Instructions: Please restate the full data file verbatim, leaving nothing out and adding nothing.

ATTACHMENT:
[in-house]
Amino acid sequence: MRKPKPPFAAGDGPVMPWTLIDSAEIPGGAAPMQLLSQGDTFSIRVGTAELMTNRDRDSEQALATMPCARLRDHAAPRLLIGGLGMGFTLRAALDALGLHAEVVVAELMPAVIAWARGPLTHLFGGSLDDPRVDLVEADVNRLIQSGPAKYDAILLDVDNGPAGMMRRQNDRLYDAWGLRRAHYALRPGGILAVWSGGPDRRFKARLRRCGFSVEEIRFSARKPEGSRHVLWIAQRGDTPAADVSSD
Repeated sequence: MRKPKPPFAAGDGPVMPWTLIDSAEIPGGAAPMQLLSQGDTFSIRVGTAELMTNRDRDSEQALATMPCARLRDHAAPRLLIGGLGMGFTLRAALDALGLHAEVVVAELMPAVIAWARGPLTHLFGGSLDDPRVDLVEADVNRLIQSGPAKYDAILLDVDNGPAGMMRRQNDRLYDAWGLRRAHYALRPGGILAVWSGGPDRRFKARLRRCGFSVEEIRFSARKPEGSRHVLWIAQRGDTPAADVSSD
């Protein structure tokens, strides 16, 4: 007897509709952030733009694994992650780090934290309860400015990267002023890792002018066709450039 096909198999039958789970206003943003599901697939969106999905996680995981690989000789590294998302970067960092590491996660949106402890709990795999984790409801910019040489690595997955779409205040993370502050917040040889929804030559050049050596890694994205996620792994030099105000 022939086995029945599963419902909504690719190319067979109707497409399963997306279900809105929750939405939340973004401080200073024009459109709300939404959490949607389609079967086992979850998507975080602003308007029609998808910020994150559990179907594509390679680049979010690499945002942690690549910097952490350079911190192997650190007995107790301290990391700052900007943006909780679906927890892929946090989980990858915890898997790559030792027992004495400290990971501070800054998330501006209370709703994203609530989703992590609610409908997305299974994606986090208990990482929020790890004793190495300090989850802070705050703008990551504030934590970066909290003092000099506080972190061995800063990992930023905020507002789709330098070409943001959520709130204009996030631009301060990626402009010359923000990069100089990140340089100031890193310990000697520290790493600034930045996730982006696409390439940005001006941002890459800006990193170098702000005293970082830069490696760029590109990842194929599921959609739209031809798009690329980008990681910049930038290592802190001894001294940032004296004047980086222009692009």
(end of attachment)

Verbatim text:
[in-house]
Amino acid sequence: MRKPKPPFAAGDGPVMPWTLIDSAEIPGGAAPMQLLSQGDTFSIRVGTAELMTNRDRDSEQALATMPCARLRDHAAPRLLIGGLGMGFTLRAALDALGLHAEVVVAELMPAVIAWARGPLTHLFGGSLDDPRVDLVEADVNRLIQSGPAKYDAILLDVDNGPAGMMRRQNDRLYDAWGLRRAHYALRPGGILAVWSGGPDRRFKARLRRCGFSVEEIRFSARKPEGSRHVLWIAQRGDTPAADVSSD
Repeated sequence: MRKPKPPFAAGDGPVMPWTLIDSAEIPGGAAPMQLLSQGDTFSIRVGTAELMTNRDRDSEQALATMPCARLRDHAAPRLLIGGLGMGFTLRAALDALGLHAEVVVAELMPAVIAWARGPLTHLFGGSLDDPRVDLVEADVNRLIQSGPAKYDAILLDVDNGPAGMMRRQNDRLYDAWGLRRAHYALRPGGILAVWSGGPDRRFKARLRRCGFSVEEIRFSARKPEGSRHVLWIAQRGDTPAADVSSD
């Protein structure tokens, strides 16, 4: 007897509709952030733009694994992650780090934290309860400015990267002023890792002018066709450039 096909198999039958789970206003943003599901697939969106999905996680995981690989000789590294998302970067960092590491996660949106402890709990795999984790409801910019040489690595997955779409205040993370502050917040040889929804030559050049050596890694994205996620792994030099105000 022939086995029945599963419902909504690719190319067979109707497409399963997306279900809105929750939405939340973004401080200073024009459109709300939404959490949607389609079967086992979850998507975080602003308007029609998808910020994150559990179907594509390679680049979010690499945002942690690549910097952490350079911190192997650190007995107790301290990391700052900007943006909780679906927890892929946090989980990858915890898997790559030792027992004495400290990971501070800054998330501006209370709703994203609530989703992590609610409908997305299974994606986090208990990482929020790890004793190495300090989850802070705050703008990551504030934590970066909290003092000099506080972190061995800063990992930023905020507002789709330098070409943001959520709130204009996030631009301060990626402009010359923000990069100089990140340089100031890193310990000697520290790493600034930045996730982006696409390439940005001006941002890459800006990193170098702000005293970082830069490696760029590109990842194929599921959609739209031809798009690329980008990681910049930038290592802190001894001294940032004296004047980086222009692009």